A blind perfume interview by scent & culture blog Scentury with actress Chiara Scoras, using Atelier de Geste's Blood Sweat Tears. The text from her blind-test response is below. Click here for the link to the interview. 

  • 1. THE BLIND TASTING | Blood Sweat Tears by Atelier de Geste

    We confronted Chiara Schoras with a mystery perfume in a neutral, opaque vaporizer. Only afterwards we revealed the name of the scent. Follow Chiara on her journey into scent …

  • I LIKE IT WHEN MY MAN SMELLS LIKE A MAN.

    In my mind’s eye I see a country house by the sea, in which everything is bright and airy: white-painted wood, soft fabrics stirring in the breeze, a beautiful terrace, fine sand beneath one’s feet — a great sense of ease and transparency! And yet not of perfection. It’s an old house and the traces of those who have lived there can still be seen.

    I would like to own a house like that one day. I would do without a sea-view even, as long as I could hear the waves and smell the sea.

    It’s difficult to say exactly where this house would be. There are so many wonderful places in the world. Perhaps on the Indian Ocean, Hawaii or Sardinia — but best of all on a rocky coast, because it is there that the power of the water and the waves really makes itself felt! One feels closer to the elements there than on a regular sandy beach.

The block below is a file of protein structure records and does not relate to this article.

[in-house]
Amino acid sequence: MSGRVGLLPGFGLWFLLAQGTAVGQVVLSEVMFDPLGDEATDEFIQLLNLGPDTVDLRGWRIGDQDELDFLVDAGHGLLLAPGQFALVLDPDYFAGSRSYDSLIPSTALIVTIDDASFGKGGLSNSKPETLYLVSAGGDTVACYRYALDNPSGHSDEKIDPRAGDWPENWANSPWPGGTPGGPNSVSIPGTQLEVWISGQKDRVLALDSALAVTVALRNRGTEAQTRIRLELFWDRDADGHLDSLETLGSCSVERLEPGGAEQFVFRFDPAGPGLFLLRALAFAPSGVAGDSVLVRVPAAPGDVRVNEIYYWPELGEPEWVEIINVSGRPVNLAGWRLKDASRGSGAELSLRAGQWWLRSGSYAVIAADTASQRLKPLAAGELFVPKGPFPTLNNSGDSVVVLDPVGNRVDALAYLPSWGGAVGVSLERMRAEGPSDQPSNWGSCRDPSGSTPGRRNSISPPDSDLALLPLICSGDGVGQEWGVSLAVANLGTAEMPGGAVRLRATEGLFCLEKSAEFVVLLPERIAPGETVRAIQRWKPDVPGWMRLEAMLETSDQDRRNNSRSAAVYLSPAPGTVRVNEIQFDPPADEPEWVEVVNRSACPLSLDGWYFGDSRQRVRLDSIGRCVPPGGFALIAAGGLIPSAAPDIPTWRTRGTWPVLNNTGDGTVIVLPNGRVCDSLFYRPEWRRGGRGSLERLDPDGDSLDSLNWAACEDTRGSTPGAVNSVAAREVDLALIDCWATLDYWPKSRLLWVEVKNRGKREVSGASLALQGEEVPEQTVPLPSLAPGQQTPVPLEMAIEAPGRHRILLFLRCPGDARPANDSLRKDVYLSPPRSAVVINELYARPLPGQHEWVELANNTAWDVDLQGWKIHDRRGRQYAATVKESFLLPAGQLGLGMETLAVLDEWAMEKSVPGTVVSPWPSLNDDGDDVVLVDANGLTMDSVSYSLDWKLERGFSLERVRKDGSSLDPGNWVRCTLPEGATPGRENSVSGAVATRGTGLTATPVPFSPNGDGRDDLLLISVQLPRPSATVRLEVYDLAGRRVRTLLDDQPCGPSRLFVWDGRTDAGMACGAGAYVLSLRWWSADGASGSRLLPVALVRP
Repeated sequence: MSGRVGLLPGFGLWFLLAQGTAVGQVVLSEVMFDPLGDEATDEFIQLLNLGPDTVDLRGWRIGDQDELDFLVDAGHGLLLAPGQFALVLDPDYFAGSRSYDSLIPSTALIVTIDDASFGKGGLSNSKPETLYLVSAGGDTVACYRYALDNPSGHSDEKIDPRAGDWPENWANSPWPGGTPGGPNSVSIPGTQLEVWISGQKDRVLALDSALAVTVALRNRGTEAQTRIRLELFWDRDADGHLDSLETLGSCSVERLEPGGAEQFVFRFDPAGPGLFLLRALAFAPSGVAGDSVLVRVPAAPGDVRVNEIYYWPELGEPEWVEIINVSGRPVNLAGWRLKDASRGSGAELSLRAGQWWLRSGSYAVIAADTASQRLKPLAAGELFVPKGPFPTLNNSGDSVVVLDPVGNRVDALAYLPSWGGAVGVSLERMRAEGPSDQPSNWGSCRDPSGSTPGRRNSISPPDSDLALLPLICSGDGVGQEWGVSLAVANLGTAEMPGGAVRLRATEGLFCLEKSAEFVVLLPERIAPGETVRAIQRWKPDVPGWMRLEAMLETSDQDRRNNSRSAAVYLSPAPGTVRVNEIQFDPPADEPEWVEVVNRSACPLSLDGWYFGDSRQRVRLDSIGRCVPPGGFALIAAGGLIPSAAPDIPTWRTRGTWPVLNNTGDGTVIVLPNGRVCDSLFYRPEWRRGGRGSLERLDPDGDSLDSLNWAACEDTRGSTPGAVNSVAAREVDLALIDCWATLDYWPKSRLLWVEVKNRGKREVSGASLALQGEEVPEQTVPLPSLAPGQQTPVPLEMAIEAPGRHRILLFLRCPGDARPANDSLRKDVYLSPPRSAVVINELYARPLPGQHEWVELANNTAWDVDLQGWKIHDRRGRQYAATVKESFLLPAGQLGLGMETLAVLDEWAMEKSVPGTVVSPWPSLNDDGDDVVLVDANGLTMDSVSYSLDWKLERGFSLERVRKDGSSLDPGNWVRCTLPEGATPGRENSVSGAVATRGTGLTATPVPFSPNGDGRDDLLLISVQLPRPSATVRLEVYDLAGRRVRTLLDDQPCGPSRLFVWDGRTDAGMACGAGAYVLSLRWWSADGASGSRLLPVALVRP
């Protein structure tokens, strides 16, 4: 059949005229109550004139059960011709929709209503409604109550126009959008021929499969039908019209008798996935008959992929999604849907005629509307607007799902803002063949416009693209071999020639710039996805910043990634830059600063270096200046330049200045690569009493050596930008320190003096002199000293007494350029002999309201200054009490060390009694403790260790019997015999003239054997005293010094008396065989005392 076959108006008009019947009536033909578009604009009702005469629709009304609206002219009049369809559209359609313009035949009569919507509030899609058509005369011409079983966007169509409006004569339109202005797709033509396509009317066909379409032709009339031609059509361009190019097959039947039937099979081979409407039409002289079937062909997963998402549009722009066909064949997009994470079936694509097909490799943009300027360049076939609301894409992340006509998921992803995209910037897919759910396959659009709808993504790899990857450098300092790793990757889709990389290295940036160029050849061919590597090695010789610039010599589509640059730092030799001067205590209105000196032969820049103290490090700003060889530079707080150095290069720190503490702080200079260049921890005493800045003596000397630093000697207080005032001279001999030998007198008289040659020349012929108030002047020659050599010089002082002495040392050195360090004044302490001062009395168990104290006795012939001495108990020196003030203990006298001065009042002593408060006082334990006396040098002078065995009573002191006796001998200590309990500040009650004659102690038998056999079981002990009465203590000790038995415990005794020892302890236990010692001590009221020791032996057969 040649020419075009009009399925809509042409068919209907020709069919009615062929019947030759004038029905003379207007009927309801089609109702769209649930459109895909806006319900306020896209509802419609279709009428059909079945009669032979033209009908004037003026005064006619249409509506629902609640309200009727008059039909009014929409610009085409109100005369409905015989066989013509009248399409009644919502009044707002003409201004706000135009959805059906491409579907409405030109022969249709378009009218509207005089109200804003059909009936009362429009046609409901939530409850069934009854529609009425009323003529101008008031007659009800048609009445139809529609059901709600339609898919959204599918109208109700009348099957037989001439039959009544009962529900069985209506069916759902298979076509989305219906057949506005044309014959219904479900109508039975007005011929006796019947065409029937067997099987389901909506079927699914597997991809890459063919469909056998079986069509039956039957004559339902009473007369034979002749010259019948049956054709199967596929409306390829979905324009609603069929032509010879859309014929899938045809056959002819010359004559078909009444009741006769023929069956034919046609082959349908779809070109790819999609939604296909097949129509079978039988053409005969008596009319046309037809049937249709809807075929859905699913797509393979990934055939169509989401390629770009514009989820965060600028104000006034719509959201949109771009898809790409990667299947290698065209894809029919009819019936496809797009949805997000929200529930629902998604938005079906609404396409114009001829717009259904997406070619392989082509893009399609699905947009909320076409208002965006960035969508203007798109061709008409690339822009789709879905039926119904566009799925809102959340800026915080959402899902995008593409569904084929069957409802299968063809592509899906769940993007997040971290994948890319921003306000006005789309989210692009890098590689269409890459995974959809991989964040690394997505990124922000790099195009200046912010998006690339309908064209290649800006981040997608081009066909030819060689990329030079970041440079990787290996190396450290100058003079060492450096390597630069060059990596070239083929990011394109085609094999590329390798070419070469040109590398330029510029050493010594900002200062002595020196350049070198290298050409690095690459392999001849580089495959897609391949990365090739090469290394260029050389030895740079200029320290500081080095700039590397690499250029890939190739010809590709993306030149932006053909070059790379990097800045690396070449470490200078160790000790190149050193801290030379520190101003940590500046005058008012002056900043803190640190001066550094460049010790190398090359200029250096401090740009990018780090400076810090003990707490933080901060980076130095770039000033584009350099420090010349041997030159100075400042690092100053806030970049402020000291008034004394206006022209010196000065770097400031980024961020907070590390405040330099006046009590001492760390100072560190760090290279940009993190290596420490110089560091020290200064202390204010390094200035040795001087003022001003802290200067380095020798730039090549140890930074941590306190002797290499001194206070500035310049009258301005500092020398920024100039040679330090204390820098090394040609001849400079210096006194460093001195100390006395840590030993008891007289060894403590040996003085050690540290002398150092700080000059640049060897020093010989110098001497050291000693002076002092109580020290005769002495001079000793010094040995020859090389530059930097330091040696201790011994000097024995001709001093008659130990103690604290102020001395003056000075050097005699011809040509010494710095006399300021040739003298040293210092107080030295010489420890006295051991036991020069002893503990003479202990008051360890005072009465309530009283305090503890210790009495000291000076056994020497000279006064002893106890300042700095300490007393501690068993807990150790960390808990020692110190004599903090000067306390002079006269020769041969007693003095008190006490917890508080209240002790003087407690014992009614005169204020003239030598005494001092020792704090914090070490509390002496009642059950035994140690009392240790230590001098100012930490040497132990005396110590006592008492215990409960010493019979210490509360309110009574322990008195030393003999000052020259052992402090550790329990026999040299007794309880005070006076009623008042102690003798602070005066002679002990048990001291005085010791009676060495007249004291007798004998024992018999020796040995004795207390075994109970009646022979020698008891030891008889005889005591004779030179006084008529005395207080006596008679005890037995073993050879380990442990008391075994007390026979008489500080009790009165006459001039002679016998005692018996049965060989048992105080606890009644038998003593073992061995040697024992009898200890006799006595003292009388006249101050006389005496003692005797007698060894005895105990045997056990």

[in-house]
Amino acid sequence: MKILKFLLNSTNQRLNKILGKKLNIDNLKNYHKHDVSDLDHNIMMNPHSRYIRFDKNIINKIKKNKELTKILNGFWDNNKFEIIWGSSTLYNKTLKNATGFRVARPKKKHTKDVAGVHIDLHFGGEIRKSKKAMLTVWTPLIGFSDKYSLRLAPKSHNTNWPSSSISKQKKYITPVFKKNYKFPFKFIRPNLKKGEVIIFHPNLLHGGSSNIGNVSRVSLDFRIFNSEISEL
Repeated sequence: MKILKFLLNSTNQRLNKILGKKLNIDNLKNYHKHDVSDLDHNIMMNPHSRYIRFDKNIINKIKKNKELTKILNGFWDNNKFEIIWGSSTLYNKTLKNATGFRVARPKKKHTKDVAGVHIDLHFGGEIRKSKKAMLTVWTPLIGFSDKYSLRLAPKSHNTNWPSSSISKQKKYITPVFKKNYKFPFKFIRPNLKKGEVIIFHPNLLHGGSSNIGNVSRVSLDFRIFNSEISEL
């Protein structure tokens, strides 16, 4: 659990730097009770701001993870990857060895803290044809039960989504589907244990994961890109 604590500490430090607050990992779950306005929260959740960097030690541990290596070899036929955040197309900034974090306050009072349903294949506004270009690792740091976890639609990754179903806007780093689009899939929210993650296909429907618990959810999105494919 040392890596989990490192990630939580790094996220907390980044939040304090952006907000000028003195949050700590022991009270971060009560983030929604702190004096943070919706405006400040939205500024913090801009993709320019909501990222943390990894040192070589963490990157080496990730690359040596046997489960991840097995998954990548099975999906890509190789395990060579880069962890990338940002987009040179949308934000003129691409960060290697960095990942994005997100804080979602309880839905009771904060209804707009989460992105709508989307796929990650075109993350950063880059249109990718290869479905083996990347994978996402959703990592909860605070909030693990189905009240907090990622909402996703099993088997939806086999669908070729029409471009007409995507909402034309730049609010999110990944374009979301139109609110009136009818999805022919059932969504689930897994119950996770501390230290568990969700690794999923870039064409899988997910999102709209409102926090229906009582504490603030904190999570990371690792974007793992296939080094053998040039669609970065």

And that is also where my roots lie: in Italy! My mother’s family comes from the Marches and Umbria. I grew up in Hamburg but we always spent our vacations at my uncle’s place on the Adriatic or with my grandmother in Umbria. My uncle still lives in the same apartment in Pesaro today — only five minutes from the beach, the Baia Flaminia.

    One can smell the pine trees and the sea there, and hear the waves. So we always used to sleep with the windows open. And one could sense the sea-salt on one’s skin. This perfume does actually remind me a little of the smell of skin in summer: sunscreen mixed with salt and the tang of sea air.

    Umbria is a fairly mountainous region and smoke rising from the chimneys often hangs in the air, since people heat there with wood-fires. And now, whenever I smell a wood-fire, anywhere, my thoughts turn instantly to my grandmother’s home.

    Shortly before my eighteenth birthday I moved to Rome. I’d been living in Hamburg until then, and my mother in Sicily. I called her and said, “Come on, move to Rome with me. There’s a German school there, so I’ll be able to finish my schooling!” She asked for twenty-four hours to think it over then she said, “Ok, let’s move to Rome!” And only three weeks later, there we were, embracing at the airport.

    After school I studied dance, drama, and singing. I can still exactly recall the odors in the dance school and the theater: dusty old buildings, linoleum floors, the smell from the canteen, and the sweat of my dance partners and the stagehands.

    I recall that also when I smell this perfume. Something about it, an undertone, reminds me of sweat. I like that! Just as I like it when my man smells like a man.